As you breakdown that carbohydrate your body will sense the higher blood level of glucose and begin to produce insulin. Insulin essentially locks on to the sugar to transport it to cells for energy. As needed the cells put out receptors. Each receptor will combine with insulin and allow the cell to absorb the glucose. When there is high blood insulin levels the cells put out few receptors. If the cell senses that glucose is readily available it will only put out a few receptors, because it knows if more is needed it's easily available. Since there aren't as many receptors as there are insulin molecules, the excess glucose and insulin builds up in the blood. As the insulin and glucose levels increase the cells put out fewer and fewer receptors, leading to a vicious cycle resulting in damage to various parts of the body.

Another contributing factor to the whole vicious cycle is that the body identifies a high insulin level which triggers a hunger for glucose. And then, when the glucose is eaten, the body pumps out even more insulin to handle the additional glucose, which leads to the cells cutting back on the number of insulin receptors, which again leads to higher levels of glucose and insulin in the blood. And on it goes.

If you eat excess fat or protein along with an adequate or excess amount of carbohydrate intake the body simply stops or dramatically slows down processing dietary fat. For animals being raised for slaughter, the feed combination is based on the levels of fat and protein in the feces. If the cows are putting out too much or too little fat or protein, the feed is adjusted to a lower or higher level of that macronutrient.

High insulin and glucose levels are undeniably a cause of damage to blood vessels and organs. We know diabetics are more prone to heart disease, kidney failure, nerve degeneration, and a host of other problems. Diabetics are also more susceptible to infection because of a compromised immune system. In the absence of high levels of carbohydrate intake there is no evidence of damage caused by excessive fat intake.

Diabetes also leads to high levels of triglycerides in the blood. Most agree that high triglycerides are in itself a cause or contributing factor in heart disease. Having an intake of carbohydrate higher than the body needs results in high triglycerides in the blood. You levels always go up to a degree when you eat food, but with high levels of glucose and insulin in the blood the levels of triglycerides goes up and stays up. If glucose and insulin levels drop to a more normal level the triglycerides will also go down.

There have been dozens of studies that prove that restricting carbohydrate intake improves glucose and insulin levels in diabetics. The studies show that the lower the intake of carbohydrate, the greater the improvement of blood glucose and insulin levels. There have been no studies that prove that fat intake influences blood sugar or insulin levels. Every study that shows a negative influence of fat has one or both of the following flaws: both trans-fat and saturated fat are grouped together (very common), or the carbohydrate is excessive (even more common). Most studies have both flaws.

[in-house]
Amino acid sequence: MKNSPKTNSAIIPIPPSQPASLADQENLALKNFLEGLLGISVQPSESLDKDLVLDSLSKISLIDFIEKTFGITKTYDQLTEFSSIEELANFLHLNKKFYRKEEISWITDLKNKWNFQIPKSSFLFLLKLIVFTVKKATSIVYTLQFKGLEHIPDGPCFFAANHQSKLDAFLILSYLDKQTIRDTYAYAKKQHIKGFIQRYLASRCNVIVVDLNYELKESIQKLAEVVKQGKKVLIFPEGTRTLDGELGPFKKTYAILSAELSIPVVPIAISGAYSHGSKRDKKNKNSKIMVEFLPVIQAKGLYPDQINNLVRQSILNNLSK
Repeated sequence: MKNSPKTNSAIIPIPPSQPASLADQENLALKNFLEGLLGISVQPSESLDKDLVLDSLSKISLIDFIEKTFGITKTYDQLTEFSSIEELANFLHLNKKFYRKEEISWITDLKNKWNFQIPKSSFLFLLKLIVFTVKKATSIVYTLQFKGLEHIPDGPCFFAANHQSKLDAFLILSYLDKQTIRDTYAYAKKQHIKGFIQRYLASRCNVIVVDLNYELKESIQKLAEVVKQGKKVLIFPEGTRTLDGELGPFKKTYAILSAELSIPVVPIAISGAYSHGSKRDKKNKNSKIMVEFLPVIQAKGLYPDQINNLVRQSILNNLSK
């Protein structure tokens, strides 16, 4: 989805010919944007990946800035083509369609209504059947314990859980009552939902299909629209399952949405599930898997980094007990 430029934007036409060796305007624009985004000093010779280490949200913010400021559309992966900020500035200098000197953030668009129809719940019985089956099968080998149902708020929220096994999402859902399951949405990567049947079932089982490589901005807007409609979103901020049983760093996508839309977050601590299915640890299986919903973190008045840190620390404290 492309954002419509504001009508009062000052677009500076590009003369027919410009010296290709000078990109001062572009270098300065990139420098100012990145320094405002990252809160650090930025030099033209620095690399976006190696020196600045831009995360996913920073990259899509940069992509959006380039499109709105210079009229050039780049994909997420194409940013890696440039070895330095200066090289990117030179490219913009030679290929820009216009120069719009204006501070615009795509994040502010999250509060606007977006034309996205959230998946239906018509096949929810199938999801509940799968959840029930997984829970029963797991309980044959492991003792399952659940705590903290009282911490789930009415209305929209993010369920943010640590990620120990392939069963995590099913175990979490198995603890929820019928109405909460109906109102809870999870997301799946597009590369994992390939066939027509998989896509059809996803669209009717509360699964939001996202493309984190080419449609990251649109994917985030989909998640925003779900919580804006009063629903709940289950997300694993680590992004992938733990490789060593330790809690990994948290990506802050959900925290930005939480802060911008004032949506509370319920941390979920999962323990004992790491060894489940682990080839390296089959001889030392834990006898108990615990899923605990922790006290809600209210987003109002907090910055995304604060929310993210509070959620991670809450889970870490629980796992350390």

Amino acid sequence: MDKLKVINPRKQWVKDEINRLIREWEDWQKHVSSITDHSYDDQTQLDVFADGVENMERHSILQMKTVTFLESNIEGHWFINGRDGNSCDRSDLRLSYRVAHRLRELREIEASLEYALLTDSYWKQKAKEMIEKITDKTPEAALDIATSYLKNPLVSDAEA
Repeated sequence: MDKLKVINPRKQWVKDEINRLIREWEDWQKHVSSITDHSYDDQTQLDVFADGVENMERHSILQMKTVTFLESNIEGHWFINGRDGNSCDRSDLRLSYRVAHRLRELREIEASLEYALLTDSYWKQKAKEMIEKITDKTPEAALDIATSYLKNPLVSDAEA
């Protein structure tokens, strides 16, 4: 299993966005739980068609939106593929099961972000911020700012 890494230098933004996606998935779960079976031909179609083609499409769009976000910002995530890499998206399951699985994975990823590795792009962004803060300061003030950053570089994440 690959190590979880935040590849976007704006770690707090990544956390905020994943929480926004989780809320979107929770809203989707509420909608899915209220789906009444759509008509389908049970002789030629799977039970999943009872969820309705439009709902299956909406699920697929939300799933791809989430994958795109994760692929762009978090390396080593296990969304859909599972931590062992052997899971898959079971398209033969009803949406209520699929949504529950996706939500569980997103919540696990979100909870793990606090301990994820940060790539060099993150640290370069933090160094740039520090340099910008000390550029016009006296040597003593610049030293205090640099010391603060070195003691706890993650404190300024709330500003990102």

No doubt if a person has a diet that is low in carbohydrate intake, but still too high in fat, there will be "damage" to the body. But intake has to be really excessive, essentially too many calories, for fat intake to have a negative impact on the body.

While we are all different in the amount of each macronutrient we need, the levels of carbohydrates that most require is simply much less than is advocated by most "experts". At the same time we are encouraged to eat much lower levels of fat and protein than most of us need.

Since fat does not influence glucose and insulin levels, but carbohydrates do, why would we want to remove fat and replace it with carbohydrates? And, since high glucose and insulin levels cause damage to the body much faster and easier than fat, why would we want to remove fat and replace it with carbohydrates? Makes no sense to me!

For how many years did we live on very little sugar and lots of fat (Hunter-gatherer)? And how many years did we live on moderate amounts of sugar (Agricultural)? And how many years have we lived on refined sugars and almost unlimited quantities of them (Modern Industrial)? many years have we been facing rampant obesity, diabetes, heart disease, degenerative diseases, etc? Yes, we had heart disease, cancer, diabetes, etc for a good part of our history....but only since we were pushed to remove fat and replace it with carbohydrates have these diseases gone out of control!

So....which is healthier? To me, it's high fat and protein and low carb. I stick to under 30g/day when I'm loosing....and have found I can maintain nicely on 50-70g/day, but not 70g every day. With low carbohydrate intake I can also eat about 50% more calories, and I have more energy, sleep better, have less menopause symptoms, and use only 1/3 the amount of medication I needed pre-low carb.

My blood lipids are elevated...but my HDL has more than doubled, and my triglycerides are about 10% of what they were. All my values are within the ranges set prior to the arrival of cholesterol lowering medications. I am 52 yrs old.....things are wearing out....and I figure if I've got high level, well maybe it's because that's what my body says it needs!!!!

Tuesday, September 26, 2006

Weigh Day

Short Term Goal:

Weight today and I lost another 4 pounds!!! I only did the Intermittent fasting one day last week, so I guess that was the reason for the big loss this week. Heck I don't care what happened!!! I'm just glad I lost!!!

I'm not going to continue posting my daily totals and means, but will post a summary each week.

Here's my averages for the past week: